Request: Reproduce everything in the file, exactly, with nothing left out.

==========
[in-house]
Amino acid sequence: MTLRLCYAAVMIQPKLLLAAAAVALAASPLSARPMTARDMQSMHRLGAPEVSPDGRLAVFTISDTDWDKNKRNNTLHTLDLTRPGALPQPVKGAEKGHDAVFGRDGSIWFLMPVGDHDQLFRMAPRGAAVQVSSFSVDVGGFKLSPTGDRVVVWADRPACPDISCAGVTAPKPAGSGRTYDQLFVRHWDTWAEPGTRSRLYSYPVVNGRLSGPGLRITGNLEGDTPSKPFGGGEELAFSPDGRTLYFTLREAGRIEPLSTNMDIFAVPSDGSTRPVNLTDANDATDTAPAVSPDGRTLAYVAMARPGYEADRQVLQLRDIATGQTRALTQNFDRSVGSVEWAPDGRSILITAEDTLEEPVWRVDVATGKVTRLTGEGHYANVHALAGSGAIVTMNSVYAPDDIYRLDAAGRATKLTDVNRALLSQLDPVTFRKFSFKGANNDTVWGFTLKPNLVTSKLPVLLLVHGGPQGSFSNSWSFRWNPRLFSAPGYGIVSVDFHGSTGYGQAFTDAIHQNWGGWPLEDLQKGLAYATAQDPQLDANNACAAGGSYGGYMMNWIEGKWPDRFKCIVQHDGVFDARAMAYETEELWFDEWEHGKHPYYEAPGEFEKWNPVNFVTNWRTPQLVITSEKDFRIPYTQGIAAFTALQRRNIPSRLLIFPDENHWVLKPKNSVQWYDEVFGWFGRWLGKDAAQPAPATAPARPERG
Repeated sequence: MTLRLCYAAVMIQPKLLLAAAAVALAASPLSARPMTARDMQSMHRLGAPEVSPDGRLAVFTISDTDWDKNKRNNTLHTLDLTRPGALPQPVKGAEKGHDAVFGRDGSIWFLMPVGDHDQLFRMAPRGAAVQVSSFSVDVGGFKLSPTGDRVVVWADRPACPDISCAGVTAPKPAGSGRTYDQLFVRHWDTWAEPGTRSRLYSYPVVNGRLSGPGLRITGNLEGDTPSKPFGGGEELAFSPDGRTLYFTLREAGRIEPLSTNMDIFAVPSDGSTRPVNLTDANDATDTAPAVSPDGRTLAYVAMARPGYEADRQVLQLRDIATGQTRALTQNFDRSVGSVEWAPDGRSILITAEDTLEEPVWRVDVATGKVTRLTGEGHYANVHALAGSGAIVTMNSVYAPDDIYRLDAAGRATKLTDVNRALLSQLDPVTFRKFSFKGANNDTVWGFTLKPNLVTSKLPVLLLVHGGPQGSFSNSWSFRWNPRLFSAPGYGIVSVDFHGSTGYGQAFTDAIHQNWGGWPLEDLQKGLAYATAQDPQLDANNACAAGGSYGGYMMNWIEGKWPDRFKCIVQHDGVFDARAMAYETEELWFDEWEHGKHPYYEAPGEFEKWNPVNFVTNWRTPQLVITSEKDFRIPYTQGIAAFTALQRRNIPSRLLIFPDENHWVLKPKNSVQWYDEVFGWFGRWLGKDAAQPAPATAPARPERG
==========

[in-house]
Amino acid sequence: MTLRLCYAAVMIQPKLLLAAAAVALAASPLSARPMTARDMQSMHRLGAPEVSPDGRLAVFTISDTDWDKNKRNNTLHTLDLTRPGALPQPVKGAEKGHDAVFGRDGSIWFLMPVGDHDQLFRMAPRGAAVQVSSFSVDVGGFKLSPTGDRVVVWADRPACPDISCAGVTAPKPAGSGRTYDQLFVRHWDTWAEPGTRSRLYSYPVVNGRLSGPGLRITGNLEGDTPSKPFGGGEELAFSPDGRTLYFTLREAGRIEPLSTNMDIFAVPSDGSTRPVNLTDANDATDTAPAVSPDGRTLAYVAMARPGYEADRQVLQLRDIATGQTRALTQNFDRSVGSVEWAPDGRSILITAEDTLEEPVWRVDVATGKVTRLTGEGHYANVHALAGSGAIVTMNSVYAPDDIYRLDAAGRATKLTDVNRALLSQLDPVTFRKFSFKGANNDTVWGFTLKPNLVTSKLPVLLLVHGGPQGSFSNSWSFRWNPRLFSAPGYGIVSVDFHGSTGYGQAFTDAIHQNWGGWPLEDLQKGLAYATAQDPQLDANNACAAGGSYGGYMMNWIEGKWPDRFKCIVQHDGVFDARAMAYETEELWFDEWEHGKHPYYEAPGEFEKWNPVNFVTNWRTPQLVITSEKDFRIPYTQGIAAFTALQRRNIPSRLLIFPDENHWVLKPKNSVQWYDEVFGWFGRWLGKDAAQPAPATAPARPERG
Repeated sequence: MTLRLCYAAVMIQPKLLLAAAAVALAASPLSARPMTARDMQSMHRLGAPEVSPDGRLAVFTISDTDWDKNKRNNTLHTLDLTRPGALPQPVKGAEKGHDAVFGRDGSIWFLMPVGDHDQLFRMAPRGAAVQVSSFSVDVGGFKLSPTGDRVVVWADRPACPDISCAGVTAPKPAGSGRTYDQLFVRHWDTWAEPGTRSRLYSYPVVNGRLSGPGLRITGNLEGDTPSKPFGGGEELAFSPDGRTLYFTLREAGRIEPLSTNMDIFAVPSDGSTRPVNLTDANDATDTAPAVSPDGRTLAYVAMARPGYEADRQVLQLRDIATGQTRALTQNFDRSVGSVEWAPDGRSILITAEDTLEEPVWRVDVATGKVTRLTGEGHYANVHALAGSGAIVTMNSVYAPDDIYRLDAAGRATKLTDVNRALLSQLDPVTFRKFSFKGANNDTVWGFTLKPNLVTSKLPVLLLVHGGPQGSFSNSWSFRWNPRLFSAPGYGIVSVDFHGSTGYGQAFTDAIHQNWGGWPLEDLQKGLAYATAQDPQLDANNACAAGGSYGGYMMNWIEGKWPDRFKCIVQHDGVFDARAMAYETEELWFDEWEHGKHPYYEAPGEFEKWNPVNFVTNWRTPQLVITSEKDFRIPYTQGIAAFTALQRRNIPSRLLIFPDENHWVLKPKNSVQWYDEVFGWFGRWLGKDAAQPAPATAPARPERG